Q1W and Q2W Hizentra® parameters
In Table 2, the Hizentra® infusion parameters with a Q1W and Q2W dosage regimen are reported.
Since the dosing interval differed between the Q1W and Q2W groups, a different dosage per infusion was expected (Δ = 2.18, 90% CI 0.88–3.48); the mean ± SD cumulative monthly IgG dose was 18.0 ± 8.8 g and 13.7 ± 5.8 g in Q1W and Q2W, respectively, whilst the number of sites were comparable between the two groups (mean ± SD of 1.7 ± 0.5 and 1.9 ± 0.3, respectively). After adjusting for baseline characteristics, the mean difference in the monthly cumulative dose was − 2.04 g (90% CI − 8.30 to 4.23) and in the number of infusion sites was 0.38 (90% CI − 0.02 to 0.79). All patients had a serum IgG trough level above the threshold of 5 g/L, reported to be protective against most infections. In fact, the mean ± SD serum IgG trough concentrations during Hizentra® treatment were 8.4 ± 1.4 g/L (median = 8.1; IQR = 7.2–9.6) and 8.5 ± 1.8 g/L (median = 8.4; IQR = 7.1–9.8) in the Q1W and Q2W subsets, respectively. The adjusted mean difference was 0.28 g/L (90% CI − 0.51 to 1.07), thus the frequency of administration did not seem to affect the ability to adequately maintain that threshold. In addition, the distribution of serum trough IgG levels was similar between the groups (Fig. 3).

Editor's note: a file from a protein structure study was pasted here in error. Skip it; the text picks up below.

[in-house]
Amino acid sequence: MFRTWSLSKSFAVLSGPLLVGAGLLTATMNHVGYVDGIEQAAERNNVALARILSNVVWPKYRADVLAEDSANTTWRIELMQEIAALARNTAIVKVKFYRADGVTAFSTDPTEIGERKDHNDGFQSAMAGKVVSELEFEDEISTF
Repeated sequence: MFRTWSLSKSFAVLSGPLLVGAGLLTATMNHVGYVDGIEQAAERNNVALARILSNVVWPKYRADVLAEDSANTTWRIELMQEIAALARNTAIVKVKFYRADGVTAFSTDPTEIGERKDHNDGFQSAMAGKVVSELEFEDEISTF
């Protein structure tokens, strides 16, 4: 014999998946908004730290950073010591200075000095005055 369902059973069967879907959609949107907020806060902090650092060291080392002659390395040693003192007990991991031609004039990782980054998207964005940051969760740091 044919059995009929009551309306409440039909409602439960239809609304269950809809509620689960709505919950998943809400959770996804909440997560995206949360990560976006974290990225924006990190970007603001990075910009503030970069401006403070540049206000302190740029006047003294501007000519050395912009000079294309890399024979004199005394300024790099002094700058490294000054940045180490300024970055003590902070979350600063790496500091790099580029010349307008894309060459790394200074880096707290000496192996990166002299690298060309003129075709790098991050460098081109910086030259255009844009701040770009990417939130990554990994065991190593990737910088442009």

The percentages (number) of patients who had at least one infection of any type were 54.5% (6/11) and 76.9% (10/13) in the Q1W and QW2 subsets, respectively (RR = 1.53, 90% CI 0.91–2.59). After adjusting for baseline characteristics, number of ongoing infections at the time of enrollment and follow-up duration, the incidence rate of infection was comparable in the two groups (IRR = 1.09, 90% CI 0.72–1.67) (Table 3).